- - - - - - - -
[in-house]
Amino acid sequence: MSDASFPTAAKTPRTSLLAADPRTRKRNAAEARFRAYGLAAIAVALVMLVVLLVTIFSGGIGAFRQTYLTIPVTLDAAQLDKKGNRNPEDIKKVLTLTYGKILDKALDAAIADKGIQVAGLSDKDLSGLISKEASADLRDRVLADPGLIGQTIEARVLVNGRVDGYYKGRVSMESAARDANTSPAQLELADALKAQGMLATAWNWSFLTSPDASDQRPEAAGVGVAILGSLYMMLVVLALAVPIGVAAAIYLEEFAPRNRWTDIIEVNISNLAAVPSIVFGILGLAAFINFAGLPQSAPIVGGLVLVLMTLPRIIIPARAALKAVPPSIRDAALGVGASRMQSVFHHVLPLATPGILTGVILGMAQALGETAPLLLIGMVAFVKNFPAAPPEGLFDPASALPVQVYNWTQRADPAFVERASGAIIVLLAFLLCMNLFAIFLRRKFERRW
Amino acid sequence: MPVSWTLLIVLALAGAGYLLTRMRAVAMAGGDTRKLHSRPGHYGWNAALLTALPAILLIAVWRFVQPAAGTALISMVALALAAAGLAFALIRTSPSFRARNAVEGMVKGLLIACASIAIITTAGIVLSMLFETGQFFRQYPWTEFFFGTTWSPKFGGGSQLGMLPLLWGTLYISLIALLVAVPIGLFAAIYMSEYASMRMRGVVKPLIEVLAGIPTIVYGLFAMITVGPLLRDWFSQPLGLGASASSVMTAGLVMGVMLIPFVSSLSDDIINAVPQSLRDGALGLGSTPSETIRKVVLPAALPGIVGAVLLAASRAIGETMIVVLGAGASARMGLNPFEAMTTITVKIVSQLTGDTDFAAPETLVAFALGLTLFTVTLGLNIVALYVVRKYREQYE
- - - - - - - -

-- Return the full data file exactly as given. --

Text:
[in-house]
Amino acid sequence: MSDASFPTAAKTPRTSLLAADPRTRKRNAAEARFRAYGLAAIAVALVMLVVLLVTIFSGGIGAFRQTYLTIPVTLDAAQLDKKGNRNPEDIKKVLTLTYGKILDKALDAAIADKGIQVAGLSDKDLSGLISKEASADLRDRVLADPGLIGQTIEARVLVNGRVDGYYKGRVSMESAARDANTSPAQLELADALKAQGMLATAWNWSFLTSPDASDQRPEAAGVGVAILGSLYMMLVVLALAVPIGVAAAIYLEEFAPRNRWTDIIEVNISNLAAVPSIVFGILGLAAFINFAGLPQSAPIVGGLVLVLMTLPRIIIPARAALKAVPPSIRDAALGVGASRMQSVFHHVLPLATPGILTGVILGMAQALGETAPLLLIGMVAFVKNFPAAPPEGLFDPASALPVQVYNWTQRADPAFVERASGAIIVLLAFLLCMNLFAIFLRRKFERRW
Amino acid sequence: MPVSWTLLIVLALAGAGYLLTRMRAVAMAGGDTRKLHSRPGHYGWNAALLTALPAILLIAVWRFVQPAAGTALISMVALALAAAGLAFALIRTSPSFRARNAVEGMVKGLLIACASIAIITTAGIVLSMLFETGQFFRQYPWTEFFFGTTWSPKFGGGSQLGMLPLLWGTLYISLIALLVAVPIGLFAAIYMSEYASMRMRGVVKPLIEVLAGIPTIVYGLFAMITVGPLLRDWFSQPLGLGASASSVMTAGLVMGVMLIPFVSSLSDDIINAVPQSLRDGALGLGSTPSETIRKVVLPAALPGIVGAVLLAASRAIGETMIVVLGAGASARMGLNPFEAMTTITVKIVSQLTGDTDFAAPETLVAFALGLTLFTVTLGLNIVALYVVRKYREQYE